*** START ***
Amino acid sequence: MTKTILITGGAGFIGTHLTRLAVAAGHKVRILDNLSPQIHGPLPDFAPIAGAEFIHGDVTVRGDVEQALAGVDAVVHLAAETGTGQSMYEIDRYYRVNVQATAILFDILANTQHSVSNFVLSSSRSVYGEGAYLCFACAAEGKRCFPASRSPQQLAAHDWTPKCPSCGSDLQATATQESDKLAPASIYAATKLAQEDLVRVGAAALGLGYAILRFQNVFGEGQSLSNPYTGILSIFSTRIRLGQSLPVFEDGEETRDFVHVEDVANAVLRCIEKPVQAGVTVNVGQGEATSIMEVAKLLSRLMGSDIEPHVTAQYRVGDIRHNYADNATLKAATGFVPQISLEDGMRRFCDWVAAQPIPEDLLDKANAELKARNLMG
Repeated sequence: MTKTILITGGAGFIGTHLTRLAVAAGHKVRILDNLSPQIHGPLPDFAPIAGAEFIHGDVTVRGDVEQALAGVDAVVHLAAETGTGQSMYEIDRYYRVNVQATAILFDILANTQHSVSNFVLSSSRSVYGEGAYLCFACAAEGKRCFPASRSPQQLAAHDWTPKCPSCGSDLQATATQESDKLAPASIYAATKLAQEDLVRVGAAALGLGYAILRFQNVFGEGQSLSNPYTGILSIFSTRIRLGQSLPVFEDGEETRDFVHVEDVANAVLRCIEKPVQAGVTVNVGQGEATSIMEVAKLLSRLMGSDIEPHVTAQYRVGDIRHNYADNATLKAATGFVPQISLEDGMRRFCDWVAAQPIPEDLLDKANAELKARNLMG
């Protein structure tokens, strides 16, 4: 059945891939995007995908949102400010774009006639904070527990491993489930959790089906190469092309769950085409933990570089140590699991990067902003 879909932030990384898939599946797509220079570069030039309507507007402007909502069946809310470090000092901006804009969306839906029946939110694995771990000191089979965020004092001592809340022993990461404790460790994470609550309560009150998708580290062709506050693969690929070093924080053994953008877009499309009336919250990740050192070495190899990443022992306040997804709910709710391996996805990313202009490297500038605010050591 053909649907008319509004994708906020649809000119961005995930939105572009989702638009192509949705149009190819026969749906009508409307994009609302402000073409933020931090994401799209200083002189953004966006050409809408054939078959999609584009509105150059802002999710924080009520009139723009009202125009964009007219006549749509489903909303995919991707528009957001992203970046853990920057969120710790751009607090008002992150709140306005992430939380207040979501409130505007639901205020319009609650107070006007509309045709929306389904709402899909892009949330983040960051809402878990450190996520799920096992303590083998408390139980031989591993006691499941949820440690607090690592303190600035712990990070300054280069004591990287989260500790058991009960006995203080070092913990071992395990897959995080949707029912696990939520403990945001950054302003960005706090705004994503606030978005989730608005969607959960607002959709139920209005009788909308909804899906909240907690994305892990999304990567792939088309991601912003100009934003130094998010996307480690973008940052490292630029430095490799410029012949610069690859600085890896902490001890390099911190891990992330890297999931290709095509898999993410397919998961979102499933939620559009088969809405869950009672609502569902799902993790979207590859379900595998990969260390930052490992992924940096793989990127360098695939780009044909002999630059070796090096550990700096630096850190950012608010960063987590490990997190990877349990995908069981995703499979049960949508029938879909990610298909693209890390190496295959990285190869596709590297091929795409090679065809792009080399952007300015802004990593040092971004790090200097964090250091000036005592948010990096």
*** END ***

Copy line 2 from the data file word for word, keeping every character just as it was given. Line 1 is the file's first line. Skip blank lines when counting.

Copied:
Repeated sequence: MTKTILITGGAGFIGTHLTRLAVAAGHKVRILDNLSPQIHGPLPDFAPIAGAEFIHGDVTVRGDVEQALAGVDAVVHLAAETGTGQSMYEIDRYYRVNVQATAILFDILANTQHSVSNFVLSSSRSVYGEGAYLCFACAAEGKRCFPASRSPQQLAAHDWTPKCPSCGSDLQATATQESDKLAPASIYAATKLAQEDLVRVGAAALGLGYAILRFQNVFGEGQSLSNPYTGILSIFSTRIRLGQSLPVFEDGEETRDFVHVEDVANAVLRCIEKPVQAGVTVNVGQGEATSIMEVAKLLSRLMGSDIEPHVTAQYRVGDIRHNYADNATLKAATGFVPQISLEDGMRRFCDWVAAQPIPEDLLDKANAELKARNLMG